Environmental Groups to Sue Wyoming over Grizzly Hunts

Several environmentalist groups have announced their intention to sue the state, challenging a new law that allows for the first Wyoming grizzly bear hunts in decades.

The bill in question, Senate File 93, was signed into law by Wyoming Governor Mark Gordon on Feb. 15, and gives the Wyoming Game and Fish Commission the authority to hold a grizzly bear hunt if certain criteria are met.

The commission needs to determine that a grizzly bear hunt would be beneficial in managing the state’s wildlife populations and is necessary to preserve the safety of Wyoming citizens and tourists.

If such a hunt is deemed necessary, SF93 states that the commission may issue licenses and establish dates, times, and locations of the hunt.

With the new law, Wyoming’s leaders have stepped up to openly challenge and circumvent a ruling by Montana Federal Judge Dana Christensen, who blocked the first  Greater Yellowstone Ecosystem (GYE) grizzly hunt last August by restoring federal protections for the species under the Endangered Species Act (ESA).

SF93 states that Christensen’s ruling robs the state of its ability to “protect the safety of its citizens, particularly in light of grizzly bear attacks on workers and other citizens and tourists of the state.”

The Mountain Journal reports that grizzly attacks in the lower 48 are infrequent, with 23 fatal grizzly attacks in Montana and Wyoming since 1967.

However, since May 2010, grizzlies have killed eight people in Wyoming and Montana, with seven of the eight incidents occurring in the GYE.

The most recent incident involved Jackson Hole hunting guide Mark Uptain, who was killed by a mother grizzly and her cub in the Teton Wilderness last September.

Efforts by wildlife managers to reduce the number of human-bear conflicts are constantly ongoing.

The Wyoming Game and Fish Department captured over 50 bears in 2018, more than half of which were euthanized due to a history of previous conflicts, close association with humans, and others deemed unsuitable for release, according to a report from the Wyoming Game and Fish Department.

SF93 alleges that the state continues to bear the brunt of the costs associated with grizzly bear management efforts, while at the same time lacking any real authority to make grizzly bear management decisions.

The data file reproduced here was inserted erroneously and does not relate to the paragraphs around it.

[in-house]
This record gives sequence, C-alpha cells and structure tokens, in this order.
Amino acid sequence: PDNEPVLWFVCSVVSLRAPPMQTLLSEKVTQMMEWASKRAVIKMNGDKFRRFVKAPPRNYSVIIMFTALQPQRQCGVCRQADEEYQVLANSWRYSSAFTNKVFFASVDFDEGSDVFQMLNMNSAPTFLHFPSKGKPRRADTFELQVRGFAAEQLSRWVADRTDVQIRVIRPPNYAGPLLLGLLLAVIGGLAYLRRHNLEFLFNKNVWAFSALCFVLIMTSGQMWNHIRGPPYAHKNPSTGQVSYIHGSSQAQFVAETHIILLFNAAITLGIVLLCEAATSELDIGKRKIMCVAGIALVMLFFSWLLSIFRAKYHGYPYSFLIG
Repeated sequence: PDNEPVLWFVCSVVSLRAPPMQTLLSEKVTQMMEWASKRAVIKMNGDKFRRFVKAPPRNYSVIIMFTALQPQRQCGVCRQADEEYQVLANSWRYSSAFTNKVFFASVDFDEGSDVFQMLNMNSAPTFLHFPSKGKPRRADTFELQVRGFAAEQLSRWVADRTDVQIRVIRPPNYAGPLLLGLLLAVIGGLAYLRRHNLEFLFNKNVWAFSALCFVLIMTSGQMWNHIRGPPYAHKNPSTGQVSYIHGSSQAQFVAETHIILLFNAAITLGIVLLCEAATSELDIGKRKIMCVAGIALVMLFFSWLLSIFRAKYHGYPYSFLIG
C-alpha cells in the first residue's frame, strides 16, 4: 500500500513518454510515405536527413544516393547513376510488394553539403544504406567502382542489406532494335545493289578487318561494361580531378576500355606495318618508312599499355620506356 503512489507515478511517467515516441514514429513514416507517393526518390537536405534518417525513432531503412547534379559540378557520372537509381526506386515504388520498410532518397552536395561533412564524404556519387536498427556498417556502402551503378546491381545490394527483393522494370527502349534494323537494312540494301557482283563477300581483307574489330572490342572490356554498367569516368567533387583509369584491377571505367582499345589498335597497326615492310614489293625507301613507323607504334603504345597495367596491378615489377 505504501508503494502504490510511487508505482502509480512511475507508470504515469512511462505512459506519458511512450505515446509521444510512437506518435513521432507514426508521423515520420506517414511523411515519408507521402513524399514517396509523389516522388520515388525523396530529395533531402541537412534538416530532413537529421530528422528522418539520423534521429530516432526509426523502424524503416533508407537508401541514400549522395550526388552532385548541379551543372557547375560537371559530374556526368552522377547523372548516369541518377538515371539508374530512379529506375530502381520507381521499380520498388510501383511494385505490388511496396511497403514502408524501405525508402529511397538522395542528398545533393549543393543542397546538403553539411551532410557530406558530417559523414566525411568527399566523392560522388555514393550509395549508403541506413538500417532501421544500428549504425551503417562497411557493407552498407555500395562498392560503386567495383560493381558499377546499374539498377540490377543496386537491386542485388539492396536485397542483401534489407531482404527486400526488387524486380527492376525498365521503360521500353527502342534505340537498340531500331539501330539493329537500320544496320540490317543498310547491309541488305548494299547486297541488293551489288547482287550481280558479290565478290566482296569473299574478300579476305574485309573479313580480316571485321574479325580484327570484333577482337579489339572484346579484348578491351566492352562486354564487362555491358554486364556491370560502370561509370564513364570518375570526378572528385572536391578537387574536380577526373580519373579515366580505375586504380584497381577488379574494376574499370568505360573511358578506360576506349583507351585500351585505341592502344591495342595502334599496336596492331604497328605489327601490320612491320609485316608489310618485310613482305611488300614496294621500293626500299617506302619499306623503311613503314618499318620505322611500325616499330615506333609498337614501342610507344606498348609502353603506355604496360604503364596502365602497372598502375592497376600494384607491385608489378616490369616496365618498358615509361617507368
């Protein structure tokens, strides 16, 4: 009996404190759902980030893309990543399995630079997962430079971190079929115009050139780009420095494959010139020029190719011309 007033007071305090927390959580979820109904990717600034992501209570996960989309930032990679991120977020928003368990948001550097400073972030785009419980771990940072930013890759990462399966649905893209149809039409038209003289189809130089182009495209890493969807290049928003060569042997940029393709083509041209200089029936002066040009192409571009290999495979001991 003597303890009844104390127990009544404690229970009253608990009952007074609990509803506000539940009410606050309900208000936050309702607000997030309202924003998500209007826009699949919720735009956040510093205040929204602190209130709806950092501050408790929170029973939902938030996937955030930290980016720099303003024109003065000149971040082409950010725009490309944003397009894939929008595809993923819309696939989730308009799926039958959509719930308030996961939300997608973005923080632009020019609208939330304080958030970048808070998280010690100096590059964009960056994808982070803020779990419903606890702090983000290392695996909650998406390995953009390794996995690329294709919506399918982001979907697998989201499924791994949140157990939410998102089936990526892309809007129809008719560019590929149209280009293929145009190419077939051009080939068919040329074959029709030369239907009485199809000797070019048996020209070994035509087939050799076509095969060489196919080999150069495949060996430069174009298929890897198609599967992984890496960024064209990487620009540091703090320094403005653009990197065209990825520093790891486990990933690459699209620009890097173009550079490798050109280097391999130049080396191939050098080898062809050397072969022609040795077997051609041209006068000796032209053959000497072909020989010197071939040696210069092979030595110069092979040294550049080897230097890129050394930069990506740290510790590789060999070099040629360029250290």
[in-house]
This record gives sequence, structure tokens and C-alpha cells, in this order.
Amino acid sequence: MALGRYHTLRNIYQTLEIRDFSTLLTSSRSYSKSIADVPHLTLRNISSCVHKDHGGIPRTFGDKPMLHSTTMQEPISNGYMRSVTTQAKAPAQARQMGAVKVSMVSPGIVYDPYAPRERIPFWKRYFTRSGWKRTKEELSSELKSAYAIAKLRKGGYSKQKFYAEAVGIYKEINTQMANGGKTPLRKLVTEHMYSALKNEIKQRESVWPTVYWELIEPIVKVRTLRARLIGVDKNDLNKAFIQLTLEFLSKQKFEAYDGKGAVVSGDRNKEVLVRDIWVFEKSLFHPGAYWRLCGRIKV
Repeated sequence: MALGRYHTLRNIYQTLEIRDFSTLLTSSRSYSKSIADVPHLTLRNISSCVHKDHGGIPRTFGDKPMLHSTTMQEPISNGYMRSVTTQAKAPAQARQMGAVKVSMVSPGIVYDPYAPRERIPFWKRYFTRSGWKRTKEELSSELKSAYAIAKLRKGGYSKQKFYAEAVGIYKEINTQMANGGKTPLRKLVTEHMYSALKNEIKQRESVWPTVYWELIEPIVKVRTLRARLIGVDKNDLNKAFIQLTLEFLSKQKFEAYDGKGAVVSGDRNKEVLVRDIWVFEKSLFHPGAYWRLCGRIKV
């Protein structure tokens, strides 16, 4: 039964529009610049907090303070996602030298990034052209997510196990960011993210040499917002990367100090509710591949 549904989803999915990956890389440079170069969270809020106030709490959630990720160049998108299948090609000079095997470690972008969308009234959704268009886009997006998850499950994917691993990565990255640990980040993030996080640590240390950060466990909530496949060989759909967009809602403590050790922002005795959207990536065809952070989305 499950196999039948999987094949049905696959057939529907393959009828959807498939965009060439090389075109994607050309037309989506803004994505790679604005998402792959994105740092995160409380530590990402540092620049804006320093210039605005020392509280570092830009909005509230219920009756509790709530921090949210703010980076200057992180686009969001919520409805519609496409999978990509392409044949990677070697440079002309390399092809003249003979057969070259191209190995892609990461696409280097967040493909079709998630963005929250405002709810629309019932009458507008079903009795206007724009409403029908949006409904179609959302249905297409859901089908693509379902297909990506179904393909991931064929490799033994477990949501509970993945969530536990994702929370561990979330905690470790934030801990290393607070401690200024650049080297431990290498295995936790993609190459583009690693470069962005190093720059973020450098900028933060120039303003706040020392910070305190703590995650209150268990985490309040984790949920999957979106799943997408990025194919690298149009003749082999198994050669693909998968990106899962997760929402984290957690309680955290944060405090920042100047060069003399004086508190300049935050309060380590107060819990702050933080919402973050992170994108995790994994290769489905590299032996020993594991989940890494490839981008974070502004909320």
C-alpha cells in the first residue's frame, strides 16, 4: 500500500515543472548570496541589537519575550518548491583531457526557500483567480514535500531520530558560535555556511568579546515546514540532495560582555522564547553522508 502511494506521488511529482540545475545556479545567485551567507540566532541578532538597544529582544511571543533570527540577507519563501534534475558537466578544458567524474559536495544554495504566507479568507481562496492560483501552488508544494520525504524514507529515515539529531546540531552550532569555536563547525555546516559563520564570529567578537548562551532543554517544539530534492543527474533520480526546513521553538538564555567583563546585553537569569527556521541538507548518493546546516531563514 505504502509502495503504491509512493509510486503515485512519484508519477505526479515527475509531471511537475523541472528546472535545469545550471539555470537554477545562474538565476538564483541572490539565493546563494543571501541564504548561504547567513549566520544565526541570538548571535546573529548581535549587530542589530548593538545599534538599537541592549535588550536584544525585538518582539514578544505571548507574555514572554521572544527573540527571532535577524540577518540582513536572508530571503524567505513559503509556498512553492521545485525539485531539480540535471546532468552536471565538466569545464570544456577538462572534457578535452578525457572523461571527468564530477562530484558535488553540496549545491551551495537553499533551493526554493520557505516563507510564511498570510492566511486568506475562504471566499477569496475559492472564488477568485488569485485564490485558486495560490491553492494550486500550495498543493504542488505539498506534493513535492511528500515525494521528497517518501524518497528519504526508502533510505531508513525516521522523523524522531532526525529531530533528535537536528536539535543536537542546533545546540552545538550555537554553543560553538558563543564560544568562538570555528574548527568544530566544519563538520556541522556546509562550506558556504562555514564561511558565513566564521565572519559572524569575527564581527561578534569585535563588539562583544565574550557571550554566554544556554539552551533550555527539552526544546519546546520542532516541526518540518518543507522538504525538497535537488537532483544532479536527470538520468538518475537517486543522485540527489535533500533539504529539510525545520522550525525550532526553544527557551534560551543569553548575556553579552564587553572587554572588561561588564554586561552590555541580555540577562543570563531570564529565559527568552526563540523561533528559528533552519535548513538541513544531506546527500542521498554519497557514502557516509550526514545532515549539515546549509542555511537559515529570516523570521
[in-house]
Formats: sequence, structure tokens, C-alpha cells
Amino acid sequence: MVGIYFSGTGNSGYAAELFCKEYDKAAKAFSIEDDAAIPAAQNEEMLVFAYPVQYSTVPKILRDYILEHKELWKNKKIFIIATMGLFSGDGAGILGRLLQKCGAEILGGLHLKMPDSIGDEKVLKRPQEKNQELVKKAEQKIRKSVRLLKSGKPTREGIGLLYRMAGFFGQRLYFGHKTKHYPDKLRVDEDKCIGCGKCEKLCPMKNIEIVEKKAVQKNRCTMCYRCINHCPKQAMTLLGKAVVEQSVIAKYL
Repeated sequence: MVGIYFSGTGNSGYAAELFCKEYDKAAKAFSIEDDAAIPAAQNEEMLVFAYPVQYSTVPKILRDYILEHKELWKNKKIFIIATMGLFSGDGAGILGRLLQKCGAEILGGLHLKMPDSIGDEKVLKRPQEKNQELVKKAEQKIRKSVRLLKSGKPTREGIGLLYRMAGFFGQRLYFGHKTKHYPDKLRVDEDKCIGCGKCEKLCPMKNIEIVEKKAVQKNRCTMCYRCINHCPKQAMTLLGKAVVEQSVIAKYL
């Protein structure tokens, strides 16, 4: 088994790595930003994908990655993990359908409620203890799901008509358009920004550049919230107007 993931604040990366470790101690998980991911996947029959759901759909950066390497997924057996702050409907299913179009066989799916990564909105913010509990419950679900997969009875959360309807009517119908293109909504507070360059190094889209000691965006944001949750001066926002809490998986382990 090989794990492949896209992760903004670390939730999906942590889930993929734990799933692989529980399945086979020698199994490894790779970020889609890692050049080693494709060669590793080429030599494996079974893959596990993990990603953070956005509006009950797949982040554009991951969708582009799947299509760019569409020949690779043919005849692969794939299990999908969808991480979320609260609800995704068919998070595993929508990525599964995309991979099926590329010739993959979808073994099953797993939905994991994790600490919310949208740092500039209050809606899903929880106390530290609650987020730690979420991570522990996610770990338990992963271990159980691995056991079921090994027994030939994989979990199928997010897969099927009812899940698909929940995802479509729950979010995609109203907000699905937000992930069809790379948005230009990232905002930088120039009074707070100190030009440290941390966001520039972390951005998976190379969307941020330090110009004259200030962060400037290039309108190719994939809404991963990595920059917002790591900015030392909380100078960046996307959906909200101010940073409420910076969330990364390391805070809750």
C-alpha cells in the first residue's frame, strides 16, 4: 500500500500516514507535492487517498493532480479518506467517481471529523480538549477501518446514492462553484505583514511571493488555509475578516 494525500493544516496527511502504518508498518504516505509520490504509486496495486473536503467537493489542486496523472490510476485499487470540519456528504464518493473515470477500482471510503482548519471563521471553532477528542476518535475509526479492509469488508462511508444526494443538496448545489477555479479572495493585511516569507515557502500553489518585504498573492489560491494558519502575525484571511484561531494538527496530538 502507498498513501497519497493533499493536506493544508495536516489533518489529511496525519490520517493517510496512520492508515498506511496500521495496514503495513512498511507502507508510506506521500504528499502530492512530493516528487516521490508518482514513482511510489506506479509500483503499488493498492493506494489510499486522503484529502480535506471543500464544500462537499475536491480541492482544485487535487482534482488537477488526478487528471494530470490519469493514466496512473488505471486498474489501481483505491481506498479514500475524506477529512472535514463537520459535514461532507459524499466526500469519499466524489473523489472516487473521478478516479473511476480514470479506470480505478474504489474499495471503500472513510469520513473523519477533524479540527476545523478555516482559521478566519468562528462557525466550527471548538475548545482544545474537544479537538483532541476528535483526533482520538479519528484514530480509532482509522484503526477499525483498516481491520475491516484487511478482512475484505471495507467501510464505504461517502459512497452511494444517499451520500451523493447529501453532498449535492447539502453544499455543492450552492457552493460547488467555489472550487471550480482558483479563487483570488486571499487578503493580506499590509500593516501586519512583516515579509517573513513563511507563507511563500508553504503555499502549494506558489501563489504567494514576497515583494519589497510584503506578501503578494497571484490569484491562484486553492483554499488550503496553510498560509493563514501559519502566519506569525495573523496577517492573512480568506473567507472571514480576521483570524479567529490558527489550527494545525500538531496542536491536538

A grizzly bear management hunt is necessary, SF93 states, to ensure the GYE grizzly population continues to recover through effective population management tactics and residents and visitors to Wyoming are protected from dangerous and deadly grizzly bear encounters.

Some environmentalist groups, however, take issue with the new law. The Center for Biological Diversity, Earth Justice, Sierra Club, the Northern Cheyenne tribe, along with the National Park Conservation Association, had all been involved in the 2018 decision to block the first grizzly hunt.

The groups had praised Christensen’s ruling, and with the passage of SF93, the gloves are coming off.

“This is an egregious attempt to ignore federal law protecting Yellowstone’s iconic grizzly bears,” Bonnie Rice, senior representative with the Sierra Club, said in a statement. “We will not idly stand by while Wyoming moves to illegally take authority for managing grizzly bears and subject them to trophy hunts.”

Erik Molvar, a wildlife biologist and executive director for the Western Watersheds Project, accused Wyoming of being stuck in a “19th Century mindset in which the response to every situation is to kill off native predators.”

The groups have publicly released their intent to sue Wyoming, claiming the new state law violates the ESA and the U.S. Constitution, which reportedly requires that federal law must supersede state law.

Sen. Wyatt Agar, R-Thermopolis, however, argues through SF93 that certain powers not granted to the federal government elsewhere in the Constitution are reserved for the state, as agreed upon in the Act of Admission that was adopted by Wyoming when it became a state.

Legalities and technicalities aside, the issue surrounding a Wyoming grizzly hunt may boil down to personal ideologies, exemplified by accusations against the State Legislature by environmentalist representatives.

“The State of Wyoming has continually made it clear that they want to offer sport hunting of grizzlies for ‘recreational opportunity’,” Wyoming Wildlife Advocates’ Kristen Combs said. “Going so far as to defy federal law to cater to the bloodlust of trophy hunters is incomprehensible.”

There may be a silver lining for the state, however; SF93 states that, if extraterritorial relocation of captured problem bears is deemed beneficial, then game and fish commission may relocate captured grizzly bears to California, other states with grizzly populations well below the threshold for ESA protections, or other willing states with suitable grizzly habitat.


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